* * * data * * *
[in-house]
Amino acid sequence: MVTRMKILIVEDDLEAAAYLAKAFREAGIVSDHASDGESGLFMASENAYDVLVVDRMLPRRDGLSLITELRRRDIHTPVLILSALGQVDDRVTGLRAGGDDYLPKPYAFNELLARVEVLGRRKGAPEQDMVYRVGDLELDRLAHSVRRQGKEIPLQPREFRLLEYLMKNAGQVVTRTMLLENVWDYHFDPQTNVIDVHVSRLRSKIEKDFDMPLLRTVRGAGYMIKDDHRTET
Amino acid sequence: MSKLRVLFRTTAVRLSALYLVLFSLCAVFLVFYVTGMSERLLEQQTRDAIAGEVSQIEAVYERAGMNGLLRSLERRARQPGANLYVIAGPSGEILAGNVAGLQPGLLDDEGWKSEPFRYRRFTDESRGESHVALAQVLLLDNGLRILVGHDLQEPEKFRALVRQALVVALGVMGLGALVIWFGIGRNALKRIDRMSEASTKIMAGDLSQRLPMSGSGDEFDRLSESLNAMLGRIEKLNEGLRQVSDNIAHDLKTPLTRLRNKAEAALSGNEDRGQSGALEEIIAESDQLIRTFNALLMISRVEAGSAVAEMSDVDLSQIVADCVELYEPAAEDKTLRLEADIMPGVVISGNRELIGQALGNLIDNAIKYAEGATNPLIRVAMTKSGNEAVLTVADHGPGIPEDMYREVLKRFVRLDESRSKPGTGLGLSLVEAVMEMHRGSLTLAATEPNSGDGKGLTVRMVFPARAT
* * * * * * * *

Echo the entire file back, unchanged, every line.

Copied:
[in-house]
Amino acid sequence: MVTRMKILIVEDDLEAAAYLAKAFREAGIVSDHASDGESGLFMASENAYDVLVVDRMLPRRDGLSLITELRRRDIHTPVLILSALGQVDDRVTGLRAGGDDYLPKPYAFNELLARVEVLGRRKGAPEQDMVYRVGDLELDRLAHSVRRQGKEIPLQPREFRLLEYLMKNAGQVVTRTMLLENVWDYHFDPQTNVIDVHVSRLRSKIEKDFDMPLLRTVRGAGYMIKDDHRTET
Amino acid sequence: MSKLRVLFRTTAVRLSALYLVLFSLCAVFLVFYVTGMSERLLEQQTRDAIAGEVSQIEAVYERAGMNGLLRSLERRARQPGANLYVIAGPSGEILAGNVAGLQPGLLDDEGWKSEPFRYRRFTDESRGESHVALAQVLLLDNGLRILVGHDLQEPEKFRALVRQALVVALGVMGLGALVIWFGIGRNALKRIDRMSEASTKIMAGDLSQRLPMSGSGDEFDRLSESLNAMLGRIEKLNEGLRQVSDNIAHDLKTPLTRLRNKAEAALSGNEDRGQSGALEEIIAESDQLIRTFNALLMISRVEAGSAVAEMSDVDLSQIVADCVELYEPAAEDKTLRLEADIMPGVVISGNRELIGQALGNLIDNAIKYAEGATNPLIRVAMTKSGNEAVLTVADHGPGIPEDMYREVLKRFVRLDESRSKPGTGLGLSLVEAVMEMHRGSLTLAATEPNSGDGKGLTVRMVFPARAT